Jennifer Clark and her husband, Steve, love the Pine Belt. Jennifer grew up in the city, going to school in Hattiesburg. Steve grew up in the country, going to school in Forrest County.
However, what they love is to tell other people about the Hub City and surrounding area. For Jennifer, who runs EmergeEvents event planning in Hattiesburg, her hometown is the ideal location for her business. The Hattiesburg Craft Beer Festival, which Clark organizes, was named a runnerup in Best Annual Event in 2016 Best of the Pine Belt voting.
“Being here, we are so lucky because Hattiesburg is full of people who want to support each other,” she said. “We like being involved.”
For the Clarks, having an event-planning business in Hattiesburg is almost an embarrassment of riches.
“There is so much going on in Hattiesburg,” Jennifer said. “Honestly, we’re at a place where we can’t grow unless we bring someone on. It’s hard to bring someone because we are at the mercy of ‘What can we do?’ There are only so many hours in the day for two people and a couple of interns. You see other companies like this in New Orleans and other cities and they have a huge staff. They’ve got one person dedicated to PR, one person in sales and others. We need a sales person; we need another events coordinator. We can only handle kind of where we’re at. I’d love to grow. We are at capacity because we are only two people.”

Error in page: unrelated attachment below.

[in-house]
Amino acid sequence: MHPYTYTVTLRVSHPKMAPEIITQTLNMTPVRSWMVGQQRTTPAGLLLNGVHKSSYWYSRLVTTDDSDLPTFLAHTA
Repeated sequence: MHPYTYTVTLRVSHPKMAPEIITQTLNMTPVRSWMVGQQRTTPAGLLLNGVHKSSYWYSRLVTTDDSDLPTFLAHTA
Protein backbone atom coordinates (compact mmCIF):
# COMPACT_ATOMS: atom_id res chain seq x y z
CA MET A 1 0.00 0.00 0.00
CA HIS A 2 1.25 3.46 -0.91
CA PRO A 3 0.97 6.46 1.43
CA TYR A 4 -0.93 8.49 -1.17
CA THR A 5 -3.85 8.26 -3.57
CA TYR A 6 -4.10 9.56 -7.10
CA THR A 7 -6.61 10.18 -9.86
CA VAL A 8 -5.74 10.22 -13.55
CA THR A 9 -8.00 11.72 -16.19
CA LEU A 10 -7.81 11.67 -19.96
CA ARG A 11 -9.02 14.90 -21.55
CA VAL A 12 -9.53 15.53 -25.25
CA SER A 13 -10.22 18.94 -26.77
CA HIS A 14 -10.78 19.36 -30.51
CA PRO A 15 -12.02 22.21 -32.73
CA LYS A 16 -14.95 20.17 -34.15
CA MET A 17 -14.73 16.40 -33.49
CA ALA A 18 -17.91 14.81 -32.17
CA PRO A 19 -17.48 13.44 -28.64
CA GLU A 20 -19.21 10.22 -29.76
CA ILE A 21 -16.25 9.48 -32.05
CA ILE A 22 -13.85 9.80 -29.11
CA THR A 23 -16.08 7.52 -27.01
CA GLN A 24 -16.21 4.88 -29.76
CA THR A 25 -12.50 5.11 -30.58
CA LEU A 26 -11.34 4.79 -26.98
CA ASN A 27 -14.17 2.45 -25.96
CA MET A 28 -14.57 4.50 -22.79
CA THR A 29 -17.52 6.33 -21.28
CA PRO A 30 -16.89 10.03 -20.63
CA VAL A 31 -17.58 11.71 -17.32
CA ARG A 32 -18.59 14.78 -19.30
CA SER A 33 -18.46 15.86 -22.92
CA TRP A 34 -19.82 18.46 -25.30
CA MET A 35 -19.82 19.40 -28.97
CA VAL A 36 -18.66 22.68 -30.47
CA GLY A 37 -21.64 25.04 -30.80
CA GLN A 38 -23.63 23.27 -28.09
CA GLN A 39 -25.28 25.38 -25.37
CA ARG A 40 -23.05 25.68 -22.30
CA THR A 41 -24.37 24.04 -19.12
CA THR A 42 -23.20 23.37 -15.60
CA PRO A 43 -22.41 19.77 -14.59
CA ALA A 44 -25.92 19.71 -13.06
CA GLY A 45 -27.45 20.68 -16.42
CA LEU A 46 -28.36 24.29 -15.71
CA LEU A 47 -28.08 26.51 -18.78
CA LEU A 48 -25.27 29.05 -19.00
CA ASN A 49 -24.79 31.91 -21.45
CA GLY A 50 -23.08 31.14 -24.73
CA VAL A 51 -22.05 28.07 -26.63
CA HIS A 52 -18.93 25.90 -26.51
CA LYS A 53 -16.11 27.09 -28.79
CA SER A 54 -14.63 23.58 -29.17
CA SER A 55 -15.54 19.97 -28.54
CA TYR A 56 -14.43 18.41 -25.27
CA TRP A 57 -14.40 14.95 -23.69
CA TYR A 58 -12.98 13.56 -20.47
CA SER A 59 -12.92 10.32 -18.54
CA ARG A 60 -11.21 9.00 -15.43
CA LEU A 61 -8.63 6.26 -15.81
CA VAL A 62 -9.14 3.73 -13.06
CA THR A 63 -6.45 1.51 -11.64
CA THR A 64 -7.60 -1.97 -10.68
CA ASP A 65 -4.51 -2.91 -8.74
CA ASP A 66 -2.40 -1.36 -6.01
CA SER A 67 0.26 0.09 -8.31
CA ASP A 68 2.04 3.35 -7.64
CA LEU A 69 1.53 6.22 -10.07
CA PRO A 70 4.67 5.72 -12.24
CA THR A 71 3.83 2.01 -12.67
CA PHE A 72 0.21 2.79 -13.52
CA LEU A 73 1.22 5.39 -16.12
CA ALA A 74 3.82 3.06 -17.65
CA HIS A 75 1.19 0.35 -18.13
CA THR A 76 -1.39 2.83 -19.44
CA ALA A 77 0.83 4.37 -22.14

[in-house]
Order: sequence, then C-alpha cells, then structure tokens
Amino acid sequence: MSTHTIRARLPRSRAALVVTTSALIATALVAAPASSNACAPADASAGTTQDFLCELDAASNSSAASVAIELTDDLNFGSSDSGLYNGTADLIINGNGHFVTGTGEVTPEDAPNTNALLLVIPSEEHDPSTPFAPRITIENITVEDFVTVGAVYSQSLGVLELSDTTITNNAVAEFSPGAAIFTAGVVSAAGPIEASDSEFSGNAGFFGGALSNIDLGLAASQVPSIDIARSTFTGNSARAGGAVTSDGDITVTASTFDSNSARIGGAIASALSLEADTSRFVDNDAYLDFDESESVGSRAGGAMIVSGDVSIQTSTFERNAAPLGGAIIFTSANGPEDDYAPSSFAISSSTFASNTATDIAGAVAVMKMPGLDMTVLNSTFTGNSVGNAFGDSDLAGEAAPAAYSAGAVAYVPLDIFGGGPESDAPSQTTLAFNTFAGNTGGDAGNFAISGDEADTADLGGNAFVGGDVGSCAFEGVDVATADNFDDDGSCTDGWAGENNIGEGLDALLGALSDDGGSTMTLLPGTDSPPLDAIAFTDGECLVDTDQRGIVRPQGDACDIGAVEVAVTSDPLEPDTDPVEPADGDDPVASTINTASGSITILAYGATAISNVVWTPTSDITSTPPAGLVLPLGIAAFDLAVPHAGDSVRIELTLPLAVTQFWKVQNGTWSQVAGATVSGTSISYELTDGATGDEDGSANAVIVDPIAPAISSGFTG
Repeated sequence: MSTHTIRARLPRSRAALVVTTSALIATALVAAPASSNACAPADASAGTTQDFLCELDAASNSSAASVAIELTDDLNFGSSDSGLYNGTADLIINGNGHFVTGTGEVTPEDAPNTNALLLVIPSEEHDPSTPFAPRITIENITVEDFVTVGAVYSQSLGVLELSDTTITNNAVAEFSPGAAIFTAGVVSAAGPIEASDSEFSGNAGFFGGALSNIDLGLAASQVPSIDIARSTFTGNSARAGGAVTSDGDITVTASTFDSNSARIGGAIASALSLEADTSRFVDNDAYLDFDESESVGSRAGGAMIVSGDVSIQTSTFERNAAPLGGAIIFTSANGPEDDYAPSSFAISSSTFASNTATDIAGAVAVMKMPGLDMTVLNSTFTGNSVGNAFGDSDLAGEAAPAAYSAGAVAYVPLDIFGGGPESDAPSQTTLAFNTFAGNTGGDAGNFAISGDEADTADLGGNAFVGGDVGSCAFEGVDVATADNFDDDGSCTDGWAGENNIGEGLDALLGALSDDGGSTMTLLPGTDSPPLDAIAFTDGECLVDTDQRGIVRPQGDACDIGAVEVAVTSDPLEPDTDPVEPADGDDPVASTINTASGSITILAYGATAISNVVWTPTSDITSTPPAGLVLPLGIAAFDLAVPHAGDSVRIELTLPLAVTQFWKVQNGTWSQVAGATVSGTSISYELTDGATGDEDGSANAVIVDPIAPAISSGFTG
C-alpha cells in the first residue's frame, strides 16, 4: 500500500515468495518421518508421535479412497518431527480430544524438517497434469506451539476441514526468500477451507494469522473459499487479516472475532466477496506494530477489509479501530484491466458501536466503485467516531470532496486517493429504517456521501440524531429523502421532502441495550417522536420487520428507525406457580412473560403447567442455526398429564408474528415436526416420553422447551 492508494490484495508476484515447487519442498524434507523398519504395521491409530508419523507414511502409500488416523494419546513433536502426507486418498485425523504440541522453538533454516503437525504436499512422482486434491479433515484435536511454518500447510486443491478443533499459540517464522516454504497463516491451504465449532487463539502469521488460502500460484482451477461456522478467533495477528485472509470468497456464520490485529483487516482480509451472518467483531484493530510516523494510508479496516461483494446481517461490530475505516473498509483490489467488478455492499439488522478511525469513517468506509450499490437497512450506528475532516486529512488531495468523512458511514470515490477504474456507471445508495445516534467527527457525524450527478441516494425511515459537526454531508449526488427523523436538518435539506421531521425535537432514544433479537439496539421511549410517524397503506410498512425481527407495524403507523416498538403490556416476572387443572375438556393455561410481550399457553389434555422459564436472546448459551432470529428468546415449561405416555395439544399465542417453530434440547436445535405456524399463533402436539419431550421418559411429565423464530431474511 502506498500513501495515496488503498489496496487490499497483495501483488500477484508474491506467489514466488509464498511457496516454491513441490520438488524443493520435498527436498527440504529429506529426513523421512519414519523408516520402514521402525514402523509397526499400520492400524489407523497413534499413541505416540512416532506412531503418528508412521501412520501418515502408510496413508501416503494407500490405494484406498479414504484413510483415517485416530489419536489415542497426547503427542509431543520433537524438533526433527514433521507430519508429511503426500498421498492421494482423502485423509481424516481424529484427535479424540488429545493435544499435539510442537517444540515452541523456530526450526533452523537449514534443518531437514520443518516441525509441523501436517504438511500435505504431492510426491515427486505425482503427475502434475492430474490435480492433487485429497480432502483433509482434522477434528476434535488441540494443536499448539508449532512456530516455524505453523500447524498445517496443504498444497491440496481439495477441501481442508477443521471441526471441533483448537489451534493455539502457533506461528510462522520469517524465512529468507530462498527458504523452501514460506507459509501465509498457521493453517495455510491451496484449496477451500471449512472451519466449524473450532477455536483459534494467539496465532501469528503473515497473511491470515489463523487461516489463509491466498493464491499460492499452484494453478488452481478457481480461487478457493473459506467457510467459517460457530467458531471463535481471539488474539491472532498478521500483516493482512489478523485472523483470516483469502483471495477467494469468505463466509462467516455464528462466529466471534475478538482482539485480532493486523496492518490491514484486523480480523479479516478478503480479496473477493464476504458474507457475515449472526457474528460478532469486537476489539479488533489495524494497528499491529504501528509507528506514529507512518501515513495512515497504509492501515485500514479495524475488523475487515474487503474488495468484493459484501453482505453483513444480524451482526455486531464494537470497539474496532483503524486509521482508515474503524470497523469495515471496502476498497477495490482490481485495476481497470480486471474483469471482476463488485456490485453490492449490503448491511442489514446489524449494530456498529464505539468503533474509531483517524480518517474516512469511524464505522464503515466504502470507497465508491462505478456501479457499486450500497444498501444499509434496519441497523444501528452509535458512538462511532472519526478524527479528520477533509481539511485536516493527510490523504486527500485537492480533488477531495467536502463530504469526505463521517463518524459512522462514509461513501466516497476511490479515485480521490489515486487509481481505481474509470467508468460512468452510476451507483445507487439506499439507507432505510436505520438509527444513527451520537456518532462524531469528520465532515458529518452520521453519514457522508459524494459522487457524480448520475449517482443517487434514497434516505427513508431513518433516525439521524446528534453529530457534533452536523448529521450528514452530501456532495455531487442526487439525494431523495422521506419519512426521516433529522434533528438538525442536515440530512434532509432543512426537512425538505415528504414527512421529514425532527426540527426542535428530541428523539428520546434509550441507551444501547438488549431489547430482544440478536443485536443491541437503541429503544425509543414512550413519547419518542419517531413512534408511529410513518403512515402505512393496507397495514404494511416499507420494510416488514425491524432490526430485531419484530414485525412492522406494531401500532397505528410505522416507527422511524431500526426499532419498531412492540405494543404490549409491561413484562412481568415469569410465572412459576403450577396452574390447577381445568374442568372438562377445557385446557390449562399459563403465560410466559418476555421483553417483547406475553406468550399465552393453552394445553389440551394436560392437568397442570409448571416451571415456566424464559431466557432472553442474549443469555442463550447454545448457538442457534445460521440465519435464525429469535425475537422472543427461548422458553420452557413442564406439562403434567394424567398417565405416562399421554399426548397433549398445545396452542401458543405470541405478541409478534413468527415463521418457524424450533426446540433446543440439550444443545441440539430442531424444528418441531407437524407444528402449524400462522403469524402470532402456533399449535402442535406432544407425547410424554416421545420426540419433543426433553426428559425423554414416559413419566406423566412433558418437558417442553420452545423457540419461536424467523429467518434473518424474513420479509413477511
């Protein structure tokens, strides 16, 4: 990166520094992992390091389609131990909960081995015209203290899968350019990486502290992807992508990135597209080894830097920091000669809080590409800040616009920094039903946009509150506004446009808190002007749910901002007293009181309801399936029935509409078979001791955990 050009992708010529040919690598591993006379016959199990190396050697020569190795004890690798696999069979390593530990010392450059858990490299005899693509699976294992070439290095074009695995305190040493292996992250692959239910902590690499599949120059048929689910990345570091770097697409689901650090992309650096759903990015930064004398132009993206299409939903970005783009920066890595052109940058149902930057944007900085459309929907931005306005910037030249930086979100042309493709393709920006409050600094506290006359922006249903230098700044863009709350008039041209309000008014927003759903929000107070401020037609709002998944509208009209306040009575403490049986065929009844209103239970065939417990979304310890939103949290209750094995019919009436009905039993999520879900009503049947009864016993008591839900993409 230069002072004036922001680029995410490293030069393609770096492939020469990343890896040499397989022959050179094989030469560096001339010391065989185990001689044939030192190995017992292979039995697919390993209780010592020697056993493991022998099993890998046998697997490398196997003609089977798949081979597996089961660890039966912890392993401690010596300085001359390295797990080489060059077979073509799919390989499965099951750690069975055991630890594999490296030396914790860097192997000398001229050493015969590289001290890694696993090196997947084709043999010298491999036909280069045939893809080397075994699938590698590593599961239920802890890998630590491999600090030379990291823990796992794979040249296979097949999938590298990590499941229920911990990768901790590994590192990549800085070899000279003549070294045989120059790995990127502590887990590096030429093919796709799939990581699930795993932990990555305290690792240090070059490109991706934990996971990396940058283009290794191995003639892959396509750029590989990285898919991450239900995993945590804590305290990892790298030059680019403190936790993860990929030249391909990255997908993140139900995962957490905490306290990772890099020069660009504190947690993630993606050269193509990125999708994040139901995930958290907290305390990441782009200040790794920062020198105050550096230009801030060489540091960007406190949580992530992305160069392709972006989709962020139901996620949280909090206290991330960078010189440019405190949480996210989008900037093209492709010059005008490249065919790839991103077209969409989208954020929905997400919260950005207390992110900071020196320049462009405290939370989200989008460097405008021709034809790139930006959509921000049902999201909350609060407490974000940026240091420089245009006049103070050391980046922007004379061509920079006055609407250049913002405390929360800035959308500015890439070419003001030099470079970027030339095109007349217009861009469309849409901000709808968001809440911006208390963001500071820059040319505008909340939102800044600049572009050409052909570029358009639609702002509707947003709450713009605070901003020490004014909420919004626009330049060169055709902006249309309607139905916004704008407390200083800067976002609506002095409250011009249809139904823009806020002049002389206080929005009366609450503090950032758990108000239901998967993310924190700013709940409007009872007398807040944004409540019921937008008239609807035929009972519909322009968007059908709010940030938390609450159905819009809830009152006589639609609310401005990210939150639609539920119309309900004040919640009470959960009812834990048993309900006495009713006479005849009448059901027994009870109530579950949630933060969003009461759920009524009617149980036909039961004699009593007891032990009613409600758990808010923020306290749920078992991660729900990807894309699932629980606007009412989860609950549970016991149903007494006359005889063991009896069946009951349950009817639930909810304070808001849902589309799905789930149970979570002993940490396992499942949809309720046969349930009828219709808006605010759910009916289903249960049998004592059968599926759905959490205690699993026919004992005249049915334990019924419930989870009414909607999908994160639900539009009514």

Jennifer started the business about six years ago when she was looking around for something to do.
“I kind of figured it out myself without my husband because he had his own full-time job,” she said, talking about Steve’s air duct and pressure washing business. “I was doing it among other things. I started it and I would just do it here and there. I didn’t start it because I wanted to plan events per se. I was doing events when I was working in Jackson for the state, but I was working for somebody else. Then when I moved back here, which was home, and had a baby, I was trying to figure out what could I do.”
Jennifer was asked by a woman to lead an event, The Women’s Expo.
“I told her that maybe 10 years from then I could probably see myself opening up a business and planning events,” she said. “She said, ‘Well, why don’t we do this event?’ And I was thinking 10 years from now.”
Jennifer, who graduated in liberal arts as an anthropology major, didn’t have the business background.
“This is February and we were planning it for August,” she said, “so in the meantime, I have to develop a name, a business and a logo because I am not going to go into this event and not already have that in place. I think that would be a waste. I’m reading all these books about naming a business and opening a business; I didn’t know anything.”